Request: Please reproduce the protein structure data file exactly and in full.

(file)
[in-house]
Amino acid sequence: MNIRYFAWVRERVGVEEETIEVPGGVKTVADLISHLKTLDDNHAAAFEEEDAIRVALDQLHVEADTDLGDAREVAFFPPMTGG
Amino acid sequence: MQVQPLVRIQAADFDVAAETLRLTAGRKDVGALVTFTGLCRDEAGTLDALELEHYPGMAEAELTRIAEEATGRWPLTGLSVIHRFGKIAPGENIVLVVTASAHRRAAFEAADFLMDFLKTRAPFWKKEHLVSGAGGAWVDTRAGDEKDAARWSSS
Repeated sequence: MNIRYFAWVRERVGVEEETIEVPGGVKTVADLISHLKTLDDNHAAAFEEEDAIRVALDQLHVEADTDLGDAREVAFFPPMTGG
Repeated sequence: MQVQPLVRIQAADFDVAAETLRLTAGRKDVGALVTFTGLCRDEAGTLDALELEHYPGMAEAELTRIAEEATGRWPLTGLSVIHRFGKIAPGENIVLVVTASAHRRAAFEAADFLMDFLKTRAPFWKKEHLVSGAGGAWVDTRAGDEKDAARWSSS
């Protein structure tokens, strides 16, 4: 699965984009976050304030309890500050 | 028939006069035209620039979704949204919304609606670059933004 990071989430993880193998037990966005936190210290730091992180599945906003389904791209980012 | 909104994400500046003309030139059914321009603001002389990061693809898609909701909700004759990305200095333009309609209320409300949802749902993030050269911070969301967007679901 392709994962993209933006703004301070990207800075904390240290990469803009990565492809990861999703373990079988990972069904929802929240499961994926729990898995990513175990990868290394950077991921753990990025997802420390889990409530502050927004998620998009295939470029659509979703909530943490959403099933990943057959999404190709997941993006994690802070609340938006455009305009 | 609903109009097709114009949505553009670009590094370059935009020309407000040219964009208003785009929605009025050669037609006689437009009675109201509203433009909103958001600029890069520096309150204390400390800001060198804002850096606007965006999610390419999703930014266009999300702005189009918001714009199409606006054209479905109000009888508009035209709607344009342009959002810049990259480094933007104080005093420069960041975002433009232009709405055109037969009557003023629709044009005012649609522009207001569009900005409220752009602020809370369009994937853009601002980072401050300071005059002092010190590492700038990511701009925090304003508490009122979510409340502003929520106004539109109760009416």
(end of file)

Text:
[in-house]
Amino acid sequence: MNIRYFAWVRERVGVEEETIEVPGGVKTVADLISHLKTLDDNHAAAFEEEDAIRVALDQLHVEADTDLGDAREVAFFPPMTGG
Amino acid sequence: MQVQPLVRIQAADFDVAAETLRLTAGRKDVGALVTFTGLCRDEAGTLDALELEHYPGMAEAELTRIAEEATGRWPLTGLSVIHRFGKIAPGENIVLVVTASAHRRAAFEAADFLMDFLKTRAPFWKKEHLVSGAGGAWVDTRAGDEKDAARWSSS
Repeated sequence: MNIRYFAWVRERVGVEEETIEVPGGVKTVADLISHLKTLDDNHAAAFEEEDAIRVALDQLHVEADTDLGDAREVAFFPPMTGG
Repeated sequence: MQVQPLVRIQAADFDVAAETLRLTAGRKDVGALVTFTGLCRDEAGTLDALELEHYPGMAEAELTRIAEEATGRWPLTGLSVIHRFGKIAPGENIVLVVTASAHRRAAFEAADFLMDFLKTRAPFWKKEHLVSGAGGAWVDTRAGDEKDAARWSSS
């Protein structure tokens, strides 16, 4: 699965984009976050304030309890500050 | 028939006069035209620039979704949204919304609606670059933004 990071989430993880193998037990966005936190210290730091992180599945906003389904791209980012 | 909104994400500046003309030139059914321009603001002389990061693809898609909701909700004759990305200095333009309609209320409300949802749902993030050269911070969301967007679901 392709994962993209933006703004301070990207800075904390240290990469803009990565492809990861999703373990079988990972069904929802929240499961994926729990898995990513175990990868290394950077991921753990990025997802420390889990409530502050927004998620998009295939470029659509979703909530943490959403099933990943057959999404190709997941993006994690802070609340938006455009305009 | 609903109009097709114009949505553009670009590094370059935009020309407000040219964009208003785009929605009025050669037609006689437009009675109201509203433009909103958001600029890069520096309150204390400390800001060198804002850096606007965006999610390419999703930014266009999300702005189009918001714009199409606006054209479905109000009888508009035209709607344009342009959002810049990259480094933007104080005093420069960041975002433009232009709405055109037969009557003023629709044009005012649609522009207001569009900005409220752009602020809370369009994937853009601002980072401050300071005059002092010190590492700038990511701009925090304003508490009122979510409340502003929520106004539109109760009416």